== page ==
Some people's lives become so restricted that they avoid normal, everyday activities such as grocery shopping or driving. In some cases they become housebound. Or, they may be able to confront a feared situation only if accompanied by a spouse or other trusted person.
Basically, these people avoid any situation in which they would feel helpless if a panic attack were to occur. When people's lives become so restricted, as happens in about one-third of people with panic disorder,2 the condition is called agoraphobia. Early treatment of panic disorder can often prevent agoraphobia.
Panic disorder is one of the most treatable of the anxiety disorders, responding in most cases to medications or carefully targeted psychotherapy.
You may genuinely believe you're having a heart attack, losing your mind, or are on the verge of death. Attacks can occur at any time, even during sleep.
People with panic disorder have sudden and repeated attacks of fear that last for several minutes, but sometimes symptoms may last longer. These are called panic attacks. Panic attacks are characterized by a fear of certain disaster or a fear of losing control. A person may also have a strong physical reaction. It may feel like having a heart attack. Panic attacks can occur at any time, and many people worry about and dread the possibility of having another attack.
A person with panic disorder may become discouraged and feel ashamed because he or she cannot carry out normal routines like going to the grocery store, or driving. Having panic disorder can also interfere with school or work.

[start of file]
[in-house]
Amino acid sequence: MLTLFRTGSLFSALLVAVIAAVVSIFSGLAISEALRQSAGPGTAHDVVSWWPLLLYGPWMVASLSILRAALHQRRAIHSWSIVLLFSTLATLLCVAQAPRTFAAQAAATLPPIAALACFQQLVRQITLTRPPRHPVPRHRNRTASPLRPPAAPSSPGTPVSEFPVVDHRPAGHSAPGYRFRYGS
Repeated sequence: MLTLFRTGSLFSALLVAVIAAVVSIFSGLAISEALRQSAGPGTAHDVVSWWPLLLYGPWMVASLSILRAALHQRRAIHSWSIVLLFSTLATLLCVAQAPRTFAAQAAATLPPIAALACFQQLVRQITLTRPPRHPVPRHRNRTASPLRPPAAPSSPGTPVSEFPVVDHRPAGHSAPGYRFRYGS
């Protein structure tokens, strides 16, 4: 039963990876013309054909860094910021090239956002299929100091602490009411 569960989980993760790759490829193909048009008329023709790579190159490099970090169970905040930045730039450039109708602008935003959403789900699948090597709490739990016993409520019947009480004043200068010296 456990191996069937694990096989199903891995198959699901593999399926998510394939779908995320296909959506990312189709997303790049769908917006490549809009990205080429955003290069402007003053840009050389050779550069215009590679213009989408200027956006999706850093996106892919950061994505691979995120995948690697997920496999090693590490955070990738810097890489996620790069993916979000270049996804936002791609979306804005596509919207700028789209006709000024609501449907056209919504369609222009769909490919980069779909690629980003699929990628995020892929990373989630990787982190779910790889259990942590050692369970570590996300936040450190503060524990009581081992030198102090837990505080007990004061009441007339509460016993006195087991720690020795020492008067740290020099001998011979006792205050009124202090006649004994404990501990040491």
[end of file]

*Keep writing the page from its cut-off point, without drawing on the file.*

Panic attacks are characterized by a fear of certain disaster or a fear of losing control.
Symptoms of Panic Disorder
People with panic disorder have:
- Sudden and repeated attacks of fear.
- A feeling of being out of control during a panic attack.
- A feeling that things are not real.
- An intense worry about when the next attack will happen.
- A fear or avoidance of places where panic attacks have occurred in the past.
- Physical symptoms including:
- Pounding heart
- Weakness, faintness, or dizziness
- Feeling a hot flush or a cold chill
- Tingly or numb hands
- Chest pain
- Feeling nauseous or stomach pain
If you or someone you know develops these symptoms, talk to a doctor or health care provider. There is help available.
When Does Panic Disorder Start?
Panic disorder often begins in the late teens or early adulthood. More women than men have panic disorder. But not everyone who experiences panic attacks will develop panic disorder.
Is There Help?
There is help for people with panic disorder. In fact, it is one of the most treatable anxiety disorders. First, a person should visit a doctor or health care provider to discuss the symptoms or feelings he or she is having. The list of symptoms in this brochure can be a useful guide when talking with the doctor. The doctor will do an examination to make sure that another physical problem is not causing the symptoms. The doctor may make a referral to a specialist such as a psychiatrist, psychologist or licensed social worker.